Introduction: A universal, publicly funded, school-based human papillomavirus (HPV) vaccination program in grade eight girls was initiated in Ontario in 2007. We present a cost-utility analysis of integrated cervical cancer prevention programs from the healthcare payer perspective.
Methods: Our analysis was based on linked HPV transmission and disease history models. We obtained data from the literature, provincial surveys and Ontario population-based linked health administrative datasets. We modeled combinations of vaccination and screening strategies. We considered vaccination based on the Ontario experience, as well as conservative and optimistic scenarios, varying coverage, vaccine effectiveness and duration of protection. We considered 900 screening scenarios (screening start age: 21-70 years, screening interval: 3-20 years; 1-year time steps). The current schedule screens every 3 years starting at age 21 years. We examined (1) first vaccinated cohort (low herd-immunity), and (2) steady state, i.e. all cohorts were vaccinated (high herd-immunity).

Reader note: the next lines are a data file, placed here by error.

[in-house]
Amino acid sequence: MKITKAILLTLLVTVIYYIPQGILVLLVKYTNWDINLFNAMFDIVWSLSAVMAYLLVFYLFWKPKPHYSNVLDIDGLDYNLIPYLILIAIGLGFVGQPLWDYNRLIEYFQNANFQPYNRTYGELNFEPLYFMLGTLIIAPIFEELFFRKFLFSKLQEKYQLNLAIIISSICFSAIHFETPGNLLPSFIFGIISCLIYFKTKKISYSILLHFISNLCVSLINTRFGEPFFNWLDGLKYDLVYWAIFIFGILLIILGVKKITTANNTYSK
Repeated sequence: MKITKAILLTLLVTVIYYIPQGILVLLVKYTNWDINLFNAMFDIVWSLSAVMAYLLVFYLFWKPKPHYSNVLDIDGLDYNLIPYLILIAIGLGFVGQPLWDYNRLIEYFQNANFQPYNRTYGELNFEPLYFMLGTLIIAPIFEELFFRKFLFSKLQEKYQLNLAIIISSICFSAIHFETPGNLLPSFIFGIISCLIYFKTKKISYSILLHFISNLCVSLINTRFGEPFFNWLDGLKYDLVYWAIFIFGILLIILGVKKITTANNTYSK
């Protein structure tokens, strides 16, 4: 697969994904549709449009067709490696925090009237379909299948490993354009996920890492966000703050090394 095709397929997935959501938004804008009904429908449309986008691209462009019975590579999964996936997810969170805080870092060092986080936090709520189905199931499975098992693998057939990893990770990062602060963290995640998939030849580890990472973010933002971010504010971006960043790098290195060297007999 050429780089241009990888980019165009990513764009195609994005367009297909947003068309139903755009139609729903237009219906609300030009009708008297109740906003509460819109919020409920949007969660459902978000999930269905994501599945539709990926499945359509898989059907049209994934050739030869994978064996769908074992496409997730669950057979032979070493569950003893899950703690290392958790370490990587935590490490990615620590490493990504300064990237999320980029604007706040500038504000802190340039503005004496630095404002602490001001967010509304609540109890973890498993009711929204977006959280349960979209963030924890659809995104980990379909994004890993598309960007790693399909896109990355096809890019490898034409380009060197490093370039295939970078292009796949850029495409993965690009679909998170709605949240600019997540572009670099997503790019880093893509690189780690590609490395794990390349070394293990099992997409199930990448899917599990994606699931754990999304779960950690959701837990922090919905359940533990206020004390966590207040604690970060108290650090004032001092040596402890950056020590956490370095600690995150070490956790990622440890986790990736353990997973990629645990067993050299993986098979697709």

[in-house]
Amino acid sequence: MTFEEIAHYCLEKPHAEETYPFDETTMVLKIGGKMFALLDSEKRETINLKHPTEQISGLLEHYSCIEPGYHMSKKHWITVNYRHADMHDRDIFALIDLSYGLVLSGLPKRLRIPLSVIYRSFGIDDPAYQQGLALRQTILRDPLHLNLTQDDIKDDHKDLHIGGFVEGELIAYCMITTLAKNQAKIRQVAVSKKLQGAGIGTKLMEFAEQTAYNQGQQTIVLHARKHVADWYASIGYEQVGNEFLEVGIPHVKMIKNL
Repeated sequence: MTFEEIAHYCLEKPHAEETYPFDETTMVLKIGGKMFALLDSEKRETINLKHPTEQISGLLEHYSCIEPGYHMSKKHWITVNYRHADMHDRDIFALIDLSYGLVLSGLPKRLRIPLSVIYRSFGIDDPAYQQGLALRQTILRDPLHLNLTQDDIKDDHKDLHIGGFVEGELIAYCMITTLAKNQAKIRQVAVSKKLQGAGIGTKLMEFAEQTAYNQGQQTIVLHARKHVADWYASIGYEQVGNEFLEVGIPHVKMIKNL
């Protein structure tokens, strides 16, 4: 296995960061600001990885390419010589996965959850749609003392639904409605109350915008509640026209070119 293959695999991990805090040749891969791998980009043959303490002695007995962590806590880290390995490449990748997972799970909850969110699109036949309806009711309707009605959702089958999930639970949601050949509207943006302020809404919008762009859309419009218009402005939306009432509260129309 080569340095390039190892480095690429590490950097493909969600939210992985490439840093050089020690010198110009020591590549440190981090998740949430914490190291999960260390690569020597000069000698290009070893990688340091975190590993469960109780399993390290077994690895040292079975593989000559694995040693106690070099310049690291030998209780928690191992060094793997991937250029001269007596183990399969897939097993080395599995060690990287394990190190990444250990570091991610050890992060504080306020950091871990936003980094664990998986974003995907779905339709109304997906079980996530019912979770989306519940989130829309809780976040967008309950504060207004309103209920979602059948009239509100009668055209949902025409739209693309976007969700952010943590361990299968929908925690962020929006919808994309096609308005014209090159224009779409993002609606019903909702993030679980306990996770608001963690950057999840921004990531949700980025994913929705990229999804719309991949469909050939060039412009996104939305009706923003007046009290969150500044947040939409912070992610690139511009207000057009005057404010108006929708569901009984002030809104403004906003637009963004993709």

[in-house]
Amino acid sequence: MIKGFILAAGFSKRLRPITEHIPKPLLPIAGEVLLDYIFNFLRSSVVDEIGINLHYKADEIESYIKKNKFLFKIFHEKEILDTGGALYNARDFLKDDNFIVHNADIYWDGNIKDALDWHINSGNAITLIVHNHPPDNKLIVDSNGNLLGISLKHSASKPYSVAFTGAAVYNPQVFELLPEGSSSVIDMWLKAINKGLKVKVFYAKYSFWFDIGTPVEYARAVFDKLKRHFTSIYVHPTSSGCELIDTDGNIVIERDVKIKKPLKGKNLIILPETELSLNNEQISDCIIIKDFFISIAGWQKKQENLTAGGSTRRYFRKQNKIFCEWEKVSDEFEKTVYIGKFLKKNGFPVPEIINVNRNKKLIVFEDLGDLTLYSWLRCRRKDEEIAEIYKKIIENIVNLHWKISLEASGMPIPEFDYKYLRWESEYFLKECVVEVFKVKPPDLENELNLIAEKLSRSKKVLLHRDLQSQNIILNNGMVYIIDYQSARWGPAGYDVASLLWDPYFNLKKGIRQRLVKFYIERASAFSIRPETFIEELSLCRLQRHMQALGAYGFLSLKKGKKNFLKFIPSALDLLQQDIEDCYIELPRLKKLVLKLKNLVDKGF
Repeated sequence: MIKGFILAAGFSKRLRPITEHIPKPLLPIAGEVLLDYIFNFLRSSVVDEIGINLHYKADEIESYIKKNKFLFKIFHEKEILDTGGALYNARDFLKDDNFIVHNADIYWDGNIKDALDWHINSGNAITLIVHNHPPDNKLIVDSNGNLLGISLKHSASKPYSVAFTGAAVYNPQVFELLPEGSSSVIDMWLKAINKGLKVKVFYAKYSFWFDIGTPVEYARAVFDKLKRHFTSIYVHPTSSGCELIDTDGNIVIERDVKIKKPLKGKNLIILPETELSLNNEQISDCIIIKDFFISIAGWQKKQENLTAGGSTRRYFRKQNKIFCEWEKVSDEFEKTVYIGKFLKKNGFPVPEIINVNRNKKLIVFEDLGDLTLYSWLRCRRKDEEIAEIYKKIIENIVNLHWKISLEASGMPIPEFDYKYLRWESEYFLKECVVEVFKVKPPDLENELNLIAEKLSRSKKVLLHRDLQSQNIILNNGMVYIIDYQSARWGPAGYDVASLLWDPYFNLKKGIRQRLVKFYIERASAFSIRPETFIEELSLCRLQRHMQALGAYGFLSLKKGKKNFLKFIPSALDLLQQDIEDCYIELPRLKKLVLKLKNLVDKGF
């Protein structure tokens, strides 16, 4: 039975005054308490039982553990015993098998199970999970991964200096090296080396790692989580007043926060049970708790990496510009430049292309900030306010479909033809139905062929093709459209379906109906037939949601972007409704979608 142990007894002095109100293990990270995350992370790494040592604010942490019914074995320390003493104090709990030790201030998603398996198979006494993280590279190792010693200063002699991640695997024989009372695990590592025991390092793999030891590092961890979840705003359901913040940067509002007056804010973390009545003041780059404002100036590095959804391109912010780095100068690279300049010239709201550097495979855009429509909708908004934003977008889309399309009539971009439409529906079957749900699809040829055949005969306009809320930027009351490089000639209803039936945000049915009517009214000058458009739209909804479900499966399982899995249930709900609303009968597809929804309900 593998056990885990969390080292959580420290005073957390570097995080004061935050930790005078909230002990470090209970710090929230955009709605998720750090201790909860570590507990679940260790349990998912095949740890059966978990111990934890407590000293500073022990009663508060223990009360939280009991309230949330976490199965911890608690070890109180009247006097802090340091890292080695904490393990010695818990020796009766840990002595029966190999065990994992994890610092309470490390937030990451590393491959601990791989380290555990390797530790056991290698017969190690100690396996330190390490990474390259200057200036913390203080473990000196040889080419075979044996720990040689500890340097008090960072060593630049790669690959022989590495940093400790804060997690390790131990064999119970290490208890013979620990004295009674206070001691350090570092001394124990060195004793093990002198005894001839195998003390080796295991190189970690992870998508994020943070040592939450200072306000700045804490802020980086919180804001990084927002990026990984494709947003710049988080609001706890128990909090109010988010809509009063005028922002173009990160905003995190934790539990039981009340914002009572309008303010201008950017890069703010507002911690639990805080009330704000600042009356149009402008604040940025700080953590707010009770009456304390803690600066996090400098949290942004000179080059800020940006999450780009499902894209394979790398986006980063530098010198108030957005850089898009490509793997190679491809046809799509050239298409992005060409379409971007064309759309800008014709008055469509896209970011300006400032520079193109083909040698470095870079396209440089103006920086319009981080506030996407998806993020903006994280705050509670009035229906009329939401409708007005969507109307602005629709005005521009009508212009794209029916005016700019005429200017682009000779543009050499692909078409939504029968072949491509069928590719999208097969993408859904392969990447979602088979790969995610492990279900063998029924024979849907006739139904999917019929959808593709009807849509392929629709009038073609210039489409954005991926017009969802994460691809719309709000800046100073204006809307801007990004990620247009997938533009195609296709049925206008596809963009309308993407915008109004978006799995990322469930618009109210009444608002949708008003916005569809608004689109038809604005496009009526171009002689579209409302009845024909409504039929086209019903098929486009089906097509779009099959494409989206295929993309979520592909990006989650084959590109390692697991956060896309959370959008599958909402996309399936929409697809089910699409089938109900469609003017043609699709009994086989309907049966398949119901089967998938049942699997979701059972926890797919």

Results: Adding vaccination to the current screening schedule was cost-effective (<C$10,000/quality-adjusted life year (QALY)) across all scenarios. Delaying screening start and/or extending screening intervals increased both expected QALYs and cost, and increased overall NHB for screening schedules with a start age of 25-35 years and 3-10-year intervals for most scenarios.
Conclusion: Delaying screening start age and/or extending screening intervals in vaccinated cohorts is likely to be cost-effective. Consideration should be given to both the short- and long-term implications of health policy decisions, particularly for infectious disease interventions that require long time intervals to reach steady state.
Keywords: Cervical cancer; Cost-effectiveness analysis; Human papilloma virus; Screening; Vaccination.
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